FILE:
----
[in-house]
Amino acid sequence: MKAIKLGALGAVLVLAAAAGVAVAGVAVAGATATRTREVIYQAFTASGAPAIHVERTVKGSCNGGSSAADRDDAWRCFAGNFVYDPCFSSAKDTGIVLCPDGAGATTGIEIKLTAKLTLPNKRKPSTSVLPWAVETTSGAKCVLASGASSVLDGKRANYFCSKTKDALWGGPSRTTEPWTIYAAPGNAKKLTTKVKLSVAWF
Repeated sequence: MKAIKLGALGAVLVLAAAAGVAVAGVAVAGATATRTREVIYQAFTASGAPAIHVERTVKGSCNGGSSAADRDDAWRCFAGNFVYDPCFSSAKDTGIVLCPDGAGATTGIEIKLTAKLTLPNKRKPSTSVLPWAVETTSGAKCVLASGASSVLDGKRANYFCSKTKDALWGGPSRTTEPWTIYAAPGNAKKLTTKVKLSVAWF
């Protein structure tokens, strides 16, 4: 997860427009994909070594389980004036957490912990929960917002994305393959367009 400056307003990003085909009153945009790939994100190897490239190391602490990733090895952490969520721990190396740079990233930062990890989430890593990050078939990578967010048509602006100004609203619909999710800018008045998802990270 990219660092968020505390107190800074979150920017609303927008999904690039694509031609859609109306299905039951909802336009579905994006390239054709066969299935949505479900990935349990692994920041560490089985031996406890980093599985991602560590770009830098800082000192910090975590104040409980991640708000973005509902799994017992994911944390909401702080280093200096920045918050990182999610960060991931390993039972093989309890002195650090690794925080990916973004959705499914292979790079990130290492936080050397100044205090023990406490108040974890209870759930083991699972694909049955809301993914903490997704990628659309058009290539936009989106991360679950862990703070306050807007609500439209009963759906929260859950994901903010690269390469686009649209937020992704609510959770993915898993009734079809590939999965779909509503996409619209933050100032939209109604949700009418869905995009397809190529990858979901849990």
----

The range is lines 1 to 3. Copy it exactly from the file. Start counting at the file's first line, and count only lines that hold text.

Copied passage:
[in-house]
Amino acid sequence: MKAIKLGALGAVLVLAAAAGVAVAGVAVAGATATRTREVIYQAFTASGAPAIHVERTVKGSCNGGSSAADRDDAWRCFAGNFVYDPCFSSAKDTGIVLCPDGAGATTGIEIKLTAKLTLPNKRKPSTSVLPWAVETTSGAKCVLASGASSVLDGKRANYFCSKTKDALWGGPSRTTEPWTIYAAPGNAKKLTTKVKLSVAWF
Repeated sequence: MKAIKLGALGAVLVLAAAAGVAVAGVAVAGATATRTREVIYQAFTASGAPAIHVERTVKGSCNGGSSAADRDDAWRCFAGNFVYDPCFSSAKDTGIVLCPDGAGATTGIEIKLTAKLTLPNKRKPSTSVLPWAVETTSGAKCVLASGASSVLDGKRANYFCSKTKDALWGGPSRTTEPWTIYAAPGNAKKLTTKVKLSVAWF